By Justine Lister, writer and blogger at My Crazy Magic Life – My Life. My People. My Work.
My family and I once went on holiday with another family. Two weeks on the continent, all inclusive, all the sunshine, and all the time in the world to laugh, love and laze around. I felt blessed and grateful in every way.
My fellow counterpart, however, clearly did not feel the same.
Now I can understand how anyone can feel down on their luck, jealous, anxious, hard done by, depressed, sad, fed-up, grumpy, and angry. We all have times of hardship and waves of these trying emotions that we must cope with – myself included.
But despite me or anyone else feeling this way, I cannot abide unkindness. This friend (ex-friend now) was unkind for no fathomable reason. I found it uncomfortable being around her and I genuinely felt sad for her that her entire being and reason for living seemed to be wrapped up in an ‘I’m alright Jack’, running everyone down, us first, scathing, judgmental attitude to every given situation and person.
Maybe she had not known enough kindness in her life to know how to be any other way – and if that was the case then that is truly heartbreaking.
During one of her daily uncharitable rants about a colleague back at home, that had dared to cross her path, or wrong her in an insignificant way, I gently prized a word in edgeways and suggested that instead of reacting with such negative emotions, she tried kindness, or tolerance, or asking politely for explanations, or simply not reacting with contempt towards every single event and person that she had decided were insulting to her.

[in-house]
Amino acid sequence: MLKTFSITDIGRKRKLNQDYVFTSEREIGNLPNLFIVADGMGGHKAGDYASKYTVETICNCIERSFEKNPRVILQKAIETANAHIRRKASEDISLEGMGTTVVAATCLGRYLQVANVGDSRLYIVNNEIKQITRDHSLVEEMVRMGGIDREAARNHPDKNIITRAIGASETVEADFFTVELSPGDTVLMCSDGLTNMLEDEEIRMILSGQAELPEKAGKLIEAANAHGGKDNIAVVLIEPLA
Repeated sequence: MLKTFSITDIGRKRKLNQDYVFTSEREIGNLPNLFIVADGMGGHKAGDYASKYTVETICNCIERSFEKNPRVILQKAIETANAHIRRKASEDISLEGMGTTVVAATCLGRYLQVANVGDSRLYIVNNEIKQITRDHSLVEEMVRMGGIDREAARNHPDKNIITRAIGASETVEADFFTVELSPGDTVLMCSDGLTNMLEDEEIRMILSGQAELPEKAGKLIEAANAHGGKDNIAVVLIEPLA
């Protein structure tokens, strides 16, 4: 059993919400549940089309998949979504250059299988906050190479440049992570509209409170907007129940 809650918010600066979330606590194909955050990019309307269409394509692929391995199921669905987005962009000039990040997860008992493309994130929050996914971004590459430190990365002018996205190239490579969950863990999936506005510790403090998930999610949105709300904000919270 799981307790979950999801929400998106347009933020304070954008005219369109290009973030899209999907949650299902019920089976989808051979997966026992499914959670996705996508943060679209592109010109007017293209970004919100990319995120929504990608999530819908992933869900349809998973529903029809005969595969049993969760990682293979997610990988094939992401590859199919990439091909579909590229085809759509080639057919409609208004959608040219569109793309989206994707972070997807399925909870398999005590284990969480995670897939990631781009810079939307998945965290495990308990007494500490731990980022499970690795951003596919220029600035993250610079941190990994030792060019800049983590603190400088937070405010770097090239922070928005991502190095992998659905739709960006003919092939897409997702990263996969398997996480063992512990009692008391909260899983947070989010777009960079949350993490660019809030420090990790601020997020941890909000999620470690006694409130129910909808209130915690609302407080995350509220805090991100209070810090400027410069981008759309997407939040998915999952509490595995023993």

She looked at me with her head tilted in response. I was a bit scared. Her frown burrowed and her eyes squinted. The nose rumpled up in disagreement. ‘Hmmmmm,’ she said, followed by a shake of the head and an affirmative ‘No.’ She just could not comprehend the concept of what I was trying to share with her.
There is a fine line – I can see that. Kindness is often mistaken, or viewed as, weakness. For example, not getting riled up or reacting to a situation can be seen as cowardice to some, whereas letting someone have something that you want before you, could lead to others seeing you as a pushover. It’s a tricky one, isn’t it? How kind can you be until you become a doormat?
Being kind does not mean saying yes to everything, or letting anyone treat you badly, or letting yourself go without. Being kind should never be to your detriment or your disservice, but I do think it is one of the easiest and most powerful things that you can offer a fellow human being (alongside a good cup of tea and a hug).
In this crazy world of pandemics, conflict, vitriolic media, trolling and greed, kindness can offer a refreshing counterpoint to our own and others’ reflexive and innate negative knee jerk reactions that are often steeped in negative emotions. Kindness is a gentle antidote for all when life gets too much. It creates connections, calms those animalistic toxic traits, reassures, and provides hope.
It is my true belief that this world and all of us could use a little bit more of this – whether it’s needing to give more, or to receive more.
I have known kindness throughout my life, and I could list forever the kind acts that have been bestowed upon me by friends, family, colleagues and acquaintances and I really hope that I would appear on a few of their act of kindness lists too.